The Other McCain

"One should either write ruthlessly what one believes to be the truth, or else shut up." — Arthur Koestler

Google: ‘To Control the Narrative, We Planted Stories with Journalists’

Posted on | January 11, 2019 | 1 Comment

 

One of the things I noticed during the August 2017 controversy about Google’s firing of James Damore was that the media were promoting “fake news” about the Harvard-educated scientist:

Repeatedly, headlines mischaracterize Damore’s views as “anti-diversity” (despite his clearly stated support for diversity) and news articles falsely assert that Damore argued women were “genetically unsuited” (Washington Post) or “biologically unfit” (CNN) to work in high tech.
Are these journalists simply illiterate? Do they lack the reading comprehension skills necessary to understand what James Damore wrote?

We now know the answer to that question, thanks to an anonymous Google employee who has told the truth about what happened:

I was involved in the internal decisions involving James Damore’s memo, and it’s terrible what we did to him. . . .
To quell dissent, we: told executives to write to their employees condemning the memo; manipulated our internal Memegen to bias the ratings towards anti-Damore posts (the head of Memegen is an “ally” to the diversity cause); and gave every manager talking points on what to tell their reports about the memo. In all our communications, we concentrated on how hurt employees purportedly were and diverted attention from Google’s discriminatory employment practices and political hegemony, never mind the science.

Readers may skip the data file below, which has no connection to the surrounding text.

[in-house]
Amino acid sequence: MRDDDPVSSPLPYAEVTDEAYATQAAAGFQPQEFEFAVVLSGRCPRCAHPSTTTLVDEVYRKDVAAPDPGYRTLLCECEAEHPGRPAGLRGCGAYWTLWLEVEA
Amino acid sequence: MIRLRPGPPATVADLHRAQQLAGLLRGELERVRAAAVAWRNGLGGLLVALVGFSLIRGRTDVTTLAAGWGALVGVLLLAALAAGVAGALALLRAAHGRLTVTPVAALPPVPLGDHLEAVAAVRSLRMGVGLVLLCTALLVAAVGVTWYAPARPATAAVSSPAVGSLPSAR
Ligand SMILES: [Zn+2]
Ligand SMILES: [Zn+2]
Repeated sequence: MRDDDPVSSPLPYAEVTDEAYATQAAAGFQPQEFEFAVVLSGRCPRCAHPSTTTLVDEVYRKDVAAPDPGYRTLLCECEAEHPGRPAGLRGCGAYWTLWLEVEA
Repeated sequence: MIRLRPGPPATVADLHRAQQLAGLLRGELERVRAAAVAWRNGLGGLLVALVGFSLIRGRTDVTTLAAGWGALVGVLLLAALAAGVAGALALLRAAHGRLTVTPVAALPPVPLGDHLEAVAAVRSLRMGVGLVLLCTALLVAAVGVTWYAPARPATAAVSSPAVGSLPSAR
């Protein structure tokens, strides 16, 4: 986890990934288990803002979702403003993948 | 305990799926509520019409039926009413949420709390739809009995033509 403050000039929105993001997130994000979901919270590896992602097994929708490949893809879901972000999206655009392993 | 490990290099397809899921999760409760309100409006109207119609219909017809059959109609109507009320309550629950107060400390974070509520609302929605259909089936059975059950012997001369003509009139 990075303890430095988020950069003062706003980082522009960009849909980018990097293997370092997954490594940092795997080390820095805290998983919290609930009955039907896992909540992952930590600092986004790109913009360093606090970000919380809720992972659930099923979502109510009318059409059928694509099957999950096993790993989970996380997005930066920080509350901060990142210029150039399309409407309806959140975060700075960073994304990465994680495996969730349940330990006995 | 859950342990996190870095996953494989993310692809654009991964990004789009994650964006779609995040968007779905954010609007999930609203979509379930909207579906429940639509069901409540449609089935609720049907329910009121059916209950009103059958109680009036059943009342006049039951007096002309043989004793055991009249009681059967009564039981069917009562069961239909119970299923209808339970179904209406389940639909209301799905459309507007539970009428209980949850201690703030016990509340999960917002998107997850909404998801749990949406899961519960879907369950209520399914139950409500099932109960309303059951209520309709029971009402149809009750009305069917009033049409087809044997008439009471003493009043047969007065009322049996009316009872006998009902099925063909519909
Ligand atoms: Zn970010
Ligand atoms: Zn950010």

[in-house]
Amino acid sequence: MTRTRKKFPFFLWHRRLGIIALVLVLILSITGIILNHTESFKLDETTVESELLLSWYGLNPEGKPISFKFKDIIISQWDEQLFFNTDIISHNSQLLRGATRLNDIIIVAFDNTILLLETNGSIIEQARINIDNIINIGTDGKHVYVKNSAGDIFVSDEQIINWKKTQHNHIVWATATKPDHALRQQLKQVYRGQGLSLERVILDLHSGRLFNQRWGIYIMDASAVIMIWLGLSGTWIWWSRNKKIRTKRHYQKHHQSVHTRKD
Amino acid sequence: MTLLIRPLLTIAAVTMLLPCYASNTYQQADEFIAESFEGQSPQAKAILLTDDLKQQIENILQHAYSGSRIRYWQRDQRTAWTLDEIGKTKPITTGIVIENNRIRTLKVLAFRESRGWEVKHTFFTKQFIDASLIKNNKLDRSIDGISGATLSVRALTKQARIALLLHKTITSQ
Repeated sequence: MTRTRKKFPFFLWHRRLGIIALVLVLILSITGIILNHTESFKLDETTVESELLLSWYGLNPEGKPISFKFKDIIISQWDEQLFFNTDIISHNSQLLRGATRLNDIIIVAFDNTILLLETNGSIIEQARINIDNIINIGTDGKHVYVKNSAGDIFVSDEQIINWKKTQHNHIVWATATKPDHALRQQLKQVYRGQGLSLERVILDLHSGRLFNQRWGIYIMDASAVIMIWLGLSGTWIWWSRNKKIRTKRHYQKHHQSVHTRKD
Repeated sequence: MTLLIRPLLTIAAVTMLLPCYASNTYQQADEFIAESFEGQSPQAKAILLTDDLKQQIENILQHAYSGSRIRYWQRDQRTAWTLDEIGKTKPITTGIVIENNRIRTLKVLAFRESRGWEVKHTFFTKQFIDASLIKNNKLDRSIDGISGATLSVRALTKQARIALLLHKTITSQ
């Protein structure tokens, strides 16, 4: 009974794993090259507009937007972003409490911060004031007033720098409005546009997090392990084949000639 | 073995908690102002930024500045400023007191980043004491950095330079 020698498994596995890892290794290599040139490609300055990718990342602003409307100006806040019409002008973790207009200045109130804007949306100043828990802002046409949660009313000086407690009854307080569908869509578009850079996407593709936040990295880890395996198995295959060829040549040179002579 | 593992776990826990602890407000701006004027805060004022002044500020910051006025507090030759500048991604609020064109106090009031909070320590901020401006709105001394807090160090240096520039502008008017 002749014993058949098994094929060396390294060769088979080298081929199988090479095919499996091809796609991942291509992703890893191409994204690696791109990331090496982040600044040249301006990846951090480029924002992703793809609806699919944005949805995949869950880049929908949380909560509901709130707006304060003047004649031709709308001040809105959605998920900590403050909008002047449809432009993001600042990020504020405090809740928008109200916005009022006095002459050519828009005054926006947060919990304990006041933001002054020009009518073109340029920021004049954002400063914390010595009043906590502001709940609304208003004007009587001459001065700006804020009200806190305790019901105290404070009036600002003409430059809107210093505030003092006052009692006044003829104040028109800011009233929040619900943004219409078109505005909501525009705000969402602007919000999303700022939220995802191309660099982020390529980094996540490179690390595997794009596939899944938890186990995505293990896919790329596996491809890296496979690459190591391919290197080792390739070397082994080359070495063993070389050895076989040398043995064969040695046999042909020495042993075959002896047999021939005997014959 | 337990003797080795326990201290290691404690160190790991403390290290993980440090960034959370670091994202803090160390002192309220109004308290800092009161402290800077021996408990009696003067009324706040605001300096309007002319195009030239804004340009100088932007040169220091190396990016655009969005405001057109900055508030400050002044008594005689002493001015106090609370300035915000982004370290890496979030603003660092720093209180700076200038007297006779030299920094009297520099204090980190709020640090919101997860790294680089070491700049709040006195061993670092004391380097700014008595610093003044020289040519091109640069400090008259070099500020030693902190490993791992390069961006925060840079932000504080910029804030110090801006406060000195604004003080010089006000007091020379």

We needed to make an example of Damore. . . . When we did fire him, our reputation and integrity took a hit, but at least other employees were now afraid to speak up. . . .
To control the narrative, we planted stories with journalists and flexed Google’s muscles where necessary. In exchange for insider access and preferential treatment, all we ask for is their loyalty. For online media, Google’s ads pay their paycheck and our search brings their customers, so our influence shouldn’t be underestimated. . . .

Read the whole thing by Deb Heine at PJ Media (hat-tip: Instapundit).

What happened to Damore was eerily reminiscent of Stalin-era purges in the Soviet Union — the dezinformatsiya campaign spread through party-controlled channels, demonizing the targets as an “enemy of the people” (vrag naroda) to justify their destruction.

A successful campaign to “control the narrative” produces a strange reversal of reality: When all the “respectable” media are repeating the officially approved lie, those who tell the truth are made to seem like dangerous extremists, proponents of “racism,” etc. If you have read Robert Conquest’s The Great Terror, you know the targets of Stalin’s purges — veteran Bolsheviks who had risked their lives for the Revolution — were smeared as spies, saboteurs, Trotskyists and so forth. And many in the Western media repeated these transparently false Stalinist propaganda smears as if they were actually true.

The quote emblazoned atop my blog — “One should either write ruthlessly what one believes to be the truth, or else shut up” — is from Arthur Koestler, a disillusioned ex-Communist whose famous novel Darkness at Noon dramatized the reality of Soviet life under Stalinism. The younger generation, who know nothing of the bloody 20th-century history of “social justice,” are being led toward their own destruction.



 

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